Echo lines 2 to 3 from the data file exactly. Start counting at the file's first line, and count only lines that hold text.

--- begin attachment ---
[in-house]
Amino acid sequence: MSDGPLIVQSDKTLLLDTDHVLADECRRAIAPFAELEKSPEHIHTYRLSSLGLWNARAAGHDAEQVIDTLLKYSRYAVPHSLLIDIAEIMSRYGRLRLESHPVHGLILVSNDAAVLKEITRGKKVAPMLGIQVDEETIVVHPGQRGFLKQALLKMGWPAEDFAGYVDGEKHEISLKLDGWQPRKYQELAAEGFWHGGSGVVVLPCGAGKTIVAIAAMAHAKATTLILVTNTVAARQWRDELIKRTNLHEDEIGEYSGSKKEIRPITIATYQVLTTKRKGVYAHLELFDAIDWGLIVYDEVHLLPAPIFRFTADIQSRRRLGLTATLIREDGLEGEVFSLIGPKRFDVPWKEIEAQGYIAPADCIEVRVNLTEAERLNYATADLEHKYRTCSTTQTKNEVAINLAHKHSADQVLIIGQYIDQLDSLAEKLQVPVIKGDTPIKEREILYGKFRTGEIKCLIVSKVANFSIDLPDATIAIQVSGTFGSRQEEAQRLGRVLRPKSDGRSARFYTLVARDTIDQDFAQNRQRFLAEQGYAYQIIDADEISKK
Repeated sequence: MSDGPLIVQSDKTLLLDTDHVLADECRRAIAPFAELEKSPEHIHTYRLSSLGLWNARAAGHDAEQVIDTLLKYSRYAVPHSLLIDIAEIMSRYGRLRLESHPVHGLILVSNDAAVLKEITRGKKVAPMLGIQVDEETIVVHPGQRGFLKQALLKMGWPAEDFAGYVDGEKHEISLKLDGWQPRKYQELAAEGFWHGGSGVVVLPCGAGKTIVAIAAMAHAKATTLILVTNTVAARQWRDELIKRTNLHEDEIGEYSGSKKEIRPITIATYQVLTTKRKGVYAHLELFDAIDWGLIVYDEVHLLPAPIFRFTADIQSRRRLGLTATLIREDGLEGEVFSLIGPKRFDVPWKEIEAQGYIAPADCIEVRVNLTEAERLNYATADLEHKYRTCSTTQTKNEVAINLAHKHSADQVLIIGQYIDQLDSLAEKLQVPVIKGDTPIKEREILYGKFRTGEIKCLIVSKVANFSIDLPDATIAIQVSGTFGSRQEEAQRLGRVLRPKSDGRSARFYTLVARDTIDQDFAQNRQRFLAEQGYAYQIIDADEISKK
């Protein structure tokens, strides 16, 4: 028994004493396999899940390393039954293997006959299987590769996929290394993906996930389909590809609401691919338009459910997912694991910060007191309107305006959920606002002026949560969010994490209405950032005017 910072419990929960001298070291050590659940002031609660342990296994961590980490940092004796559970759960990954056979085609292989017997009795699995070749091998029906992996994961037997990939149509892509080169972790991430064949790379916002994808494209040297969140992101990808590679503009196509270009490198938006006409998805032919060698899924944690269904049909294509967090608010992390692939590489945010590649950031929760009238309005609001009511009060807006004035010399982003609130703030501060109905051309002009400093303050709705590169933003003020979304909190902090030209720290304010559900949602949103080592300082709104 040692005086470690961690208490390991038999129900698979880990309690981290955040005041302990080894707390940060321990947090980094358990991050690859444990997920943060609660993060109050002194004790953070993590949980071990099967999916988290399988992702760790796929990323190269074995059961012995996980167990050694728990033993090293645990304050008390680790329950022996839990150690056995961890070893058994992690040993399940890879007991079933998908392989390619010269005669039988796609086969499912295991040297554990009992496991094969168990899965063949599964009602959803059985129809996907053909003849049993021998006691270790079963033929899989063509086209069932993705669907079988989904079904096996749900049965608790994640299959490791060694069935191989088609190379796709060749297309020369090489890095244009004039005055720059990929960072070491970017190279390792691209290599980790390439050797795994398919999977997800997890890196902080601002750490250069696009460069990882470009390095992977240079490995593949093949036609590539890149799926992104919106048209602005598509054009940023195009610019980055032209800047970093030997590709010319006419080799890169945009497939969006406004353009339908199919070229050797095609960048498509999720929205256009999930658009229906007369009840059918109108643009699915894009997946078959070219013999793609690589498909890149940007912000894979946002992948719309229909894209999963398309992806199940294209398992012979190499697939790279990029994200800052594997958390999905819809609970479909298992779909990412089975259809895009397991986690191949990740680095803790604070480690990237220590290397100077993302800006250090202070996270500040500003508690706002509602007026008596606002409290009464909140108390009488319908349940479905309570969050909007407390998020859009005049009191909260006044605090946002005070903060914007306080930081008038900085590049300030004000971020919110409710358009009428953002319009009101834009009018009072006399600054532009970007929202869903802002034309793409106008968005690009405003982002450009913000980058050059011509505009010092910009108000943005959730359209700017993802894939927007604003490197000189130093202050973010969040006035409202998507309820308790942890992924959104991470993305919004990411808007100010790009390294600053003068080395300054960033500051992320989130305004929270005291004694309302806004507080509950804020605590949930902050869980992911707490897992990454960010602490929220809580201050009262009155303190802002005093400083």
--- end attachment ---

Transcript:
Amino acid sequence: MSDGPLIVQSDKTLLLDTDHVLADECRRAIAPFAELEKSPEHIHTYRLSSLGLWNARAAGHDAEQVIDTLLKYSRYAVPHSLLIDIAEIMSRYGRLRLESHPVHGLILVSNDAAVLKEITRGKKVAPMLGIQVDEETIVVHPGQRGFLKQALLKMGWPAEDFAGYVDGEKHEISLKLDGWQPRKYQELAAEGFWHGGSGVVVLPCGAGKTIVAIAAMAHAKATTLILVTNTVAARQWRDELIKRTNLHEDEIGEYSGSKKEIRPITIATYQVLTTKRKGVYAHLELFDAIDWGLIVYDEVHLLPAPIFRFTADIQSRRRLGLTATLIREDGLEGEVFSLIGPKRFDVPWKEIEAQGYIAPADCIEVRVNLTEAERLNYATADLEHKYRTCSTTQTKNEVAINLAHKHSADQVLIIGQYIDQLDSLAEKLQVPVIKGDTPIKEREILYGKFRTGEIKCLIVSKVANFSIDLPDATIAIQVSGTFGSRQEEAQRLGRVLRPKSDGRSARFYTLVARDTIDQDFAQNRQRFLAEQGYAYQIIDADEISKK
Repeated sequence: MSDGPLIVQSDKTLLLDTDHVLADECRRAIAPFAELEKSPEHIHTYRLSSLGLWNARAAGHDAEQVIDTLLKYSRYAVPHSLLIDIAEIMSRYGRLRLESHPVHGLILVSNDAAVLKEITRGKKVAPMLGIQVDEETIVVHPGQRGFLKQALLKMGWPAEDFAGYVDGEKHEISLKLDGWQPRKYQELAAEGFWHGGSGVVVLPCGAGKTIVAIAAMAHAKATTLILVTNTVAARQWRDELIKRTNLHEDEIGEYSGSKKEIRPITIATYQVLTTKRKGVYAHLELFDAIDWGLIVYDEVHLLPAPIFRFTADIQSRRRLGLTATLIREDGLEGEVFSLIGPKRFDVPWKEIEAQGYIAPADCIEVRVNLTEAERLNYATADLEHKYRTCSTTQTKNEVAINLAHKHSADQVLIIGQYIDQLDSLAEKLQVPVIKGDTPIKEREILYGKFRTGEIKCLIVSKVANFSIDLPDATIAIQVSGTFGSRQEEAQRLGRVLRPKSDGRSARFYTLVARDTIDQDFAQNRQRFLAEQGYAYQIIDADEISKK